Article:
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News Article | February 28, 2017
Site: www.prweb.com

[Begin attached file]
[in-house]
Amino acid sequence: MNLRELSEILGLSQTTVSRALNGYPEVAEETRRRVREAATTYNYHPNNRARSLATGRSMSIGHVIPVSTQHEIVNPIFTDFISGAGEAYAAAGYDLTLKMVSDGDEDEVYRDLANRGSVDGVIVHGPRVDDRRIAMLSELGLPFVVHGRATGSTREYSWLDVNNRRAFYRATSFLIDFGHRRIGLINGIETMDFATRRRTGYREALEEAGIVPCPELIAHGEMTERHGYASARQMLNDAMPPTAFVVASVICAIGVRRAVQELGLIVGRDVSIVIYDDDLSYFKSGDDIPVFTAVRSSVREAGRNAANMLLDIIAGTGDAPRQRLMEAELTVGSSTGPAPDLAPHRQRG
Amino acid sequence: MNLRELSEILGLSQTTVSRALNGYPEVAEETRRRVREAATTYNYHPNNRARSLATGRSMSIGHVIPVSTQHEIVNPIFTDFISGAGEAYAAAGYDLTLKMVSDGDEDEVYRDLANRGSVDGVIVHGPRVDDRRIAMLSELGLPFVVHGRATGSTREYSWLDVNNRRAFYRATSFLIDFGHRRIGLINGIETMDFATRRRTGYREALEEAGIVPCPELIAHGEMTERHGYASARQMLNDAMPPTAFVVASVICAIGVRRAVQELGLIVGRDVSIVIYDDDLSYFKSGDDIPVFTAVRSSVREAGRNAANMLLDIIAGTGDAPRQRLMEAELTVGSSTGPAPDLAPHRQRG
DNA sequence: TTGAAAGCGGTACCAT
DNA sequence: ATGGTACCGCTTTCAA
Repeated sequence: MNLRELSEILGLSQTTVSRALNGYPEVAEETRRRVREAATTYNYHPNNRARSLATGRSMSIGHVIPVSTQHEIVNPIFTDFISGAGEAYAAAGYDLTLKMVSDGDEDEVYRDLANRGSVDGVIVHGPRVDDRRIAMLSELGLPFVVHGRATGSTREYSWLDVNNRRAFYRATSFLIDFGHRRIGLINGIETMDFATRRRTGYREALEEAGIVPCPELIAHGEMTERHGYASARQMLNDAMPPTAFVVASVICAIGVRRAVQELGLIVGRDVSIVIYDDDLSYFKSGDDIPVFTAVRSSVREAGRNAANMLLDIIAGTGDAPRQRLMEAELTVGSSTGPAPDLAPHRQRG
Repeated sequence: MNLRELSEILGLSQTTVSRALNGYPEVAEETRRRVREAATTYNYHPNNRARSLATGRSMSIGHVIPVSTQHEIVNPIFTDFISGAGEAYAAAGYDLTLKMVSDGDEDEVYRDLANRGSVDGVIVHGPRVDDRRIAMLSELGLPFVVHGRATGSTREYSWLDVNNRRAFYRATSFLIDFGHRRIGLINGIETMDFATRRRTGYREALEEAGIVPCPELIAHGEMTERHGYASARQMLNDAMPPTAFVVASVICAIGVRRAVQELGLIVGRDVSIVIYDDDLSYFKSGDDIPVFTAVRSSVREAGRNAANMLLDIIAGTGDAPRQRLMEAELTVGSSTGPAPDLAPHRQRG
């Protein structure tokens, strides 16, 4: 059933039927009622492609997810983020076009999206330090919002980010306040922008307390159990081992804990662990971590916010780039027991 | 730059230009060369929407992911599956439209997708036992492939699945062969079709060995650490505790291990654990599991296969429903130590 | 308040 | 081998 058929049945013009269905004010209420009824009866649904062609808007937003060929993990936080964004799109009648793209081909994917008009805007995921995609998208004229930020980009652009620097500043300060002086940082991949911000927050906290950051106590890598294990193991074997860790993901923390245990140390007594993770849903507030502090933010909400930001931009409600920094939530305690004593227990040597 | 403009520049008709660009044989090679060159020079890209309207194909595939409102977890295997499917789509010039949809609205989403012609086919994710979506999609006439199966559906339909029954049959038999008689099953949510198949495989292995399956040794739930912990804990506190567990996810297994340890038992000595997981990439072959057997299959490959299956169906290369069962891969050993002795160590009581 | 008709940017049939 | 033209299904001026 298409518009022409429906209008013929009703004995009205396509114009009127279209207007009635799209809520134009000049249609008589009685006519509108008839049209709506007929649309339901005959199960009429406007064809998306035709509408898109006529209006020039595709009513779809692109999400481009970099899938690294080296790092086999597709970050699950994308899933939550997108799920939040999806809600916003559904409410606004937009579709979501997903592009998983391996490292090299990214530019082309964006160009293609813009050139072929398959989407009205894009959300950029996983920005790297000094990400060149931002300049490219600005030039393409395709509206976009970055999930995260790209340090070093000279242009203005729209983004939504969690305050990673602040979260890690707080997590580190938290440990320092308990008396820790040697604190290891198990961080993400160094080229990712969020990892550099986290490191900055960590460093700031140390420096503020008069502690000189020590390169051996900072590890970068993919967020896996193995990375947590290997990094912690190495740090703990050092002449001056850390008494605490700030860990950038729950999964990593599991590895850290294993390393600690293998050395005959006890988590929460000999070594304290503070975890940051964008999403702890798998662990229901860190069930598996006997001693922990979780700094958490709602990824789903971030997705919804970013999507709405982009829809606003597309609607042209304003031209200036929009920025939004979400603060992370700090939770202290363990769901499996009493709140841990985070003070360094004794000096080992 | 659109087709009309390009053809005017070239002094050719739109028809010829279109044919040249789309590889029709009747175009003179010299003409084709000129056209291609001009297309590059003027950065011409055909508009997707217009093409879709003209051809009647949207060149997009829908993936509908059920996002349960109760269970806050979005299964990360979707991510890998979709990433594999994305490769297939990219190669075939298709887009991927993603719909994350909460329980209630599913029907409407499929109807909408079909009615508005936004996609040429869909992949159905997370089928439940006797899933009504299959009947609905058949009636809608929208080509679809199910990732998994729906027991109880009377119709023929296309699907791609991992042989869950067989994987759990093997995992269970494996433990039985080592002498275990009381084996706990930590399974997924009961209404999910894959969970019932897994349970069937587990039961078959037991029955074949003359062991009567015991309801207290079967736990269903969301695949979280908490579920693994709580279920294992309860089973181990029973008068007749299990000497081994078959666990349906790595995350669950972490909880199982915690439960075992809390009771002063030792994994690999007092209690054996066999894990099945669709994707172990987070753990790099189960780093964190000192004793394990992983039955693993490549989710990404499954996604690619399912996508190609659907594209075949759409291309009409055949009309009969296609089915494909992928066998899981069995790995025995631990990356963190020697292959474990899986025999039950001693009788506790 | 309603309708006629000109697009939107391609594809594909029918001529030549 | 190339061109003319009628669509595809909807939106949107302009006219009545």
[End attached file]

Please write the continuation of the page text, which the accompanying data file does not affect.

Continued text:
The University of Bridgeport (UB) is pleased to announce that it has experienced considerable success in the inaugural year of its Connecticut Promise. The program, which allows in-state students to attend the private university as freshman for the price of a public education, has already helped over 200 students from Connecticut receive a valuable education at UB at a reasonable cost. The Connecticut Promise was introduced to incoming Fall 2016 students in an effort to help alleviate the growing national issue of student debt. The program was first introduced last year to help students handle the increasing burden of paying for higher education. With an extensive curriculum heavily focused on career-oriented learning and experiences, UB aspired to make its education as affordable—or even more affordable—as leading in-state public colleges. To do this, UB pledged that any incoming, in-state freshman would pay no more than $18,500 for tuition, fees, and room and board. This means that once all scholarships and grants have been applied, UB will make up the difference to ensure that no qualifying student owes more than $18,500. And, under the program, in-state commuting freshman pay no more than $12,000. UB’s Connecticut Promise flawlessly aligns with its long-standing commitment to its students. As announced this past November by Student Loan Report, UB’s student loan debt was the fourth lowest in Connecticut and within the top 150 schools nationwide. “Our priority has always been—and always will be—our students,” said Neil Albert Salonen, University of Bridgeport President. “By initiating programs like the Connecticut Promise to decrease the cost of a quality education and combat the widespread issue of student debt, we feel confident that we can continue to open our doors to even more students across all walks of life. At this time, we are proud to be a place of learning for students from 46 states and more than 80 countries worldwide.” The Connecticut Promise makes UB the only private institution in the state to provide this kind of cost cap. In addition to the Connecticut Promise, UB currently provides financial aid to 96 percent of its first-time students, with $20 million in assistance provided to university students last year. To learn more about the University of Bridgeport and its Connecticut Promise, visit http://www.bridgeport.edu/ctpromise/. The University of Bridgeport offers career-oriented undergraduate, graduate and professional degrees and award-winning academic programs in a culturally diverse learning environment that prepares graduates for leadership in an increasingly interconnected world. There are 400 full- and part-time faculty members, including Fulbright Scholars, National Science Foundation Fellows, Ford Fellows, National Endowment for the Humanities Fellows, American Council for Learned Societies Scholars, and Phi Beta Kappa Scholars. The University is independent and non-sectarian. For more information, please visit http://www.bridgeport.edu.